Fort Smith, Ark., to maintain order in
the Hartford Valley coal strike district.
Chicago Troops Ready
CHICAGO, Nov. 3. Four troops of
the Fifth United States cavalry at Fort
Sheridan, A, B, C and D, were packed
and ready tonight to leave early to
morrow for Fort Smith, to maintain
order in the Hartford Valley coal strike
district. Major Natheniel F. McClure,
who has been with the troops in the
('(dorado mine strike district, will be in
command ol the force.
re-r Another "Colorado''
FORT SMITH, Nov. 3. "I sincerely
hope that Secretary Garrison's action
will not make of Arkansas another Co
lorado." This was the statement of K. A. Cun
ningham, president of District No. 21,
United Mine Workers of America, with
jurisdiction over the miners of the
Hartford Valley strike zone, when told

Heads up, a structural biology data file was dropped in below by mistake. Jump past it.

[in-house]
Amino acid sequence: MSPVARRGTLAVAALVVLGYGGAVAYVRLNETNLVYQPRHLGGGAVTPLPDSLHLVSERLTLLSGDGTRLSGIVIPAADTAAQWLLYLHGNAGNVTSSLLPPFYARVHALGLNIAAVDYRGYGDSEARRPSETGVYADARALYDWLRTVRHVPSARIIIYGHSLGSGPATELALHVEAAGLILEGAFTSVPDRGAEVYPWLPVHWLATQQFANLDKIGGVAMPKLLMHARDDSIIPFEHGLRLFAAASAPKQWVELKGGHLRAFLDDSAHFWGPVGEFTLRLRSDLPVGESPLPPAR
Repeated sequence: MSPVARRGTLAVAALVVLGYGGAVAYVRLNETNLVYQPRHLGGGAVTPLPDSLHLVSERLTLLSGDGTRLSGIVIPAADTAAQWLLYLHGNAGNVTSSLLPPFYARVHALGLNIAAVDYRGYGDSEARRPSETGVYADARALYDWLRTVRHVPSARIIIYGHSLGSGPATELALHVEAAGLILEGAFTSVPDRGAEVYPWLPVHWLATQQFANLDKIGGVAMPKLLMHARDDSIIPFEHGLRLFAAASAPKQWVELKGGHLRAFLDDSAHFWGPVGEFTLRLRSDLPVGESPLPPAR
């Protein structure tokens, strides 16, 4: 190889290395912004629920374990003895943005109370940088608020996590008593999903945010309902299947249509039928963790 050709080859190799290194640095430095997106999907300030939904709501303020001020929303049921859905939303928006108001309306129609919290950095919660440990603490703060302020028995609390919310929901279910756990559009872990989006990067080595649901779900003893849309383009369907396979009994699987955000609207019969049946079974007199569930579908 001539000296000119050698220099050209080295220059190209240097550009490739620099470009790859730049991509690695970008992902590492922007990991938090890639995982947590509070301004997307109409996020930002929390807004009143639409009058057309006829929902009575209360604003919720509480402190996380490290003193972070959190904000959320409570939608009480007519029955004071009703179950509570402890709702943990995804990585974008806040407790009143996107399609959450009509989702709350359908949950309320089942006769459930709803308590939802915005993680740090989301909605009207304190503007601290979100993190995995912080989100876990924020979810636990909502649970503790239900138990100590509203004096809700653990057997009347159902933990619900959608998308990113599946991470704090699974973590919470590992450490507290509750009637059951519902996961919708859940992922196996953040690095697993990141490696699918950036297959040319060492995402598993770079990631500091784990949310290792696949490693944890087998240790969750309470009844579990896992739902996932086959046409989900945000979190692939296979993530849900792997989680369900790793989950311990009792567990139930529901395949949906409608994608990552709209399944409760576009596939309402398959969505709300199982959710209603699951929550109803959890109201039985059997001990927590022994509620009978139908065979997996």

of the .e.:ision to semi troops. No out
breaks have occurred in the strike dis
trict since Saturday night. Four min
ers charged with conspiracy against
the government surrendered today.
President Cunningham expressed the
belief th.it "action of the government
would no doubt be prompted by some
parties taking a prisoner from a fed
oral deputy marshal rather than any
thing the members of the union have
been doing."
Federal Judge Youmans and I'nited
States Marshal Parker declared tonight
that though they have not been offi
cially informed by Washington officials
that federal troops are the only solu
tion of enforcing the orders of You
mans, that opinion is reiterated by both
officials.
R. B. Hull, special agent of the de
partment of justice, who has been here
several weeks making an investigation,
said that following a battle, and the